Hey all, Ozma here with a little opinion piece! This will contain spoilers for Final Fantasy VI so if by some miracle you’ve eluded the game you can consider yourself warned!
Just a short while ago I was watching my flatmate play his newly obtained midnight release ‘Collector’s Special Super Ultra Edition’ of Assassin’s Creed III. Slowly the smile vanished from his face as he hunted animals, danced across trees and watched his uncharismatic character get upset or take credit for a civil war battlefield victory.. “I thought these games were meant to be about climbing and killing people” I thought, but then it hit me that the series (at least with this installment) has suffered what I like to call ‘Content for the sake of content’. Further and further I pondered to myself and realized that it is exactly what RPGs seem to suffer from lately, from The Elder Scrolls to Final Fantasy XIII, the former having fetch-quests galore with bland characters and the latter’s side-quests being nothing but often unrewarding monster hunting. More and more games came to my mind but think I thought something else: “What game actually had proper side-quests anyway??” and the one that stuck-out in my mind the most was Final Fantasy VI (it was in the title, I was probably going to mention it).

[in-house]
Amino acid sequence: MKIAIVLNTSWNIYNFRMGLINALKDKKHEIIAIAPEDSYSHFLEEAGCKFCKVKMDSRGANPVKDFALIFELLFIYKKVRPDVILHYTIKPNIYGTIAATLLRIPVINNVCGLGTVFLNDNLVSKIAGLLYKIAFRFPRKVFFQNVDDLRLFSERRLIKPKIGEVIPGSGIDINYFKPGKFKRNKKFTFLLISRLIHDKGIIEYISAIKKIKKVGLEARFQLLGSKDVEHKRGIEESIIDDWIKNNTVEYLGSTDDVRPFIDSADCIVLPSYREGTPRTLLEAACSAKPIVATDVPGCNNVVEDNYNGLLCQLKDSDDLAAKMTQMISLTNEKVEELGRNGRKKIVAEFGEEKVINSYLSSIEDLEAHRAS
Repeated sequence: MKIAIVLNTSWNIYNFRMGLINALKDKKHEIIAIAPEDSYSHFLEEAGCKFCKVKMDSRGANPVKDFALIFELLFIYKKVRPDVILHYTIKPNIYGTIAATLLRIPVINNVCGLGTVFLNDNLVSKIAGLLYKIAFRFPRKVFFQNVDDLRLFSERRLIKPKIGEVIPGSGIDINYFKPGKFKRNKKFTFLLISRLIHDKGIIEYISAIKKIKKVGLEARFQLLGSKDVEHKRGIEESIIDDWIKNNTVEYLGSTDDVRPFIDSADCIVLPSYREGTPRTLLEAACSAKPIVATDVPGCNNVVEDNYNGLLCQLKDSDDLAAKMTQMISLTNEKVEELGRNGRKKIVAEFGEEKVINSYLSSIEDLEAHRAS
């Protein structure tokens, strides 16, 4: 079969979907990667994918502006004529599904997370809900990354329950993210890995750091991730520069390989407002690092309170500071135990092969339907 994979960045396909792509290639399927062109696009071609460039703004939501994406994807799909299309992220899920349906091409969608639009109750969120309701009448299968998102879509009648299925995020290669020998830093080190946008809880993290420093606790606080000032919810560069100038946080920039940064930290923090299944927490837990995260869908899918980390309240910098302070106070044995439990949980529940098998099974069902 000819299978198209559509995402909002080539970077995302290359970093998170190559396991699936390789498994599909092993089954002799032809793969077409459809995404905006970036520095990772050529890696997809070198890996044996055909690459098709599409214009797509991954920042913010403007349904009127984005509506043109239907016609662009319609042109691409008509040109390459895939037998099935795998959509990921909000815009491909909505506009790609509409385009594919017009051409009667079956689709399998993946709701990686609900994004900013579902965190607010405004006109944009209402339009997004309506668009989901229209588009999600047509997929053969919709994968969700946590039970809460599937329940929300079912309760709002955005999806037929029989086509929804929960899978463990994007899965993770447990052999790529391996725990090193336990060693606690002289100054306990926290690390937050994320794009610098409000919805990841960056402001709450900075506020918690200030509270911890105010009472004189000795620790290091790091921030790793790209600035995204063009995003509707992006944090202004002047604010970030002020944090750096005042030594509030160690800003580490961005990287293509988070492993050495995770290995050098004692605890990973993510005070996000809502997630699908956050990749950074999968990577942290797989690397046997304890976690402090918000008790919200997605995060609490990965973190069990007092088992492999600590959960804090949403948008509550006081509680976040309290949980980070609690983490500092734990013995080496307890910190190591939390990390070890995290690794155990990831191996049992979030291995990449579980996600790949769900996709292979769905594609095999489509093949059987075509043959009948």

Final Fantasy VI could well be the most popular game in the franchise and is often competing with its big brother VII for the top spot, and is an icon in not only Final Fantasy, 2D gaming or the SNES, but in gaming history. I’m more of a VII guy myself personally (heck, I prefer IV and V over VI), but I do realize just what VI did oh so right, and more importantly what games could learn from it.
When playing Final Fantasy VI, you don’t go “Oh I’mma take a break from the story and do side-quests” like with a lot of modern titles – you simply play the game. The side-quests are blended into the game seamlessly as to not break them apart from the main story and events to the extent that one could argue they’re not side-quests at all (excluding the additional dungeon added into the Advance release). The biggest example is the entire World of Ruin section, where the world opens-up to the player free to explore, riddled with secrets and atmosphere. This begins heroine Celes’ journey across the planet to find her lost friends and company, but also to free the oppressed people by new Nazi-esque ruler Kefka.
The side-quests themselves are perhaps the ‘meat’ of the game, who else felt a sense of relief and hope to counter the otherwise dreary bleakness the world provides upon finding Locke safe and sound? Or a sense of total power when obtaining the strongest espers such as Crusader or Bahamut to knock that darn Kefka with?! Even that is barely scratching the surface here, we have Cyan and Shadow’s dreams, Umaro, finding the eight unsealed dragons, Setzer and Daryl’s lost romance, and the piecing together of Gau’s tragic abandonment. All of these side-stories not only add to the characters and their relationship with the cast and player but never feel tacked-0n or excessive. Each of these examples are rewarding emotionally or at the very least provide worthwhile compensation suited for the time and effort, this combined with its stellar cast of memorable characters provides an amazing RPG experience of which in my eyes has been lost in today’s generation.
Do you agree/disagree? Feel free to comment here or on the Facebook page!
Thanks for reading this slight ramble and sharing any thoughts.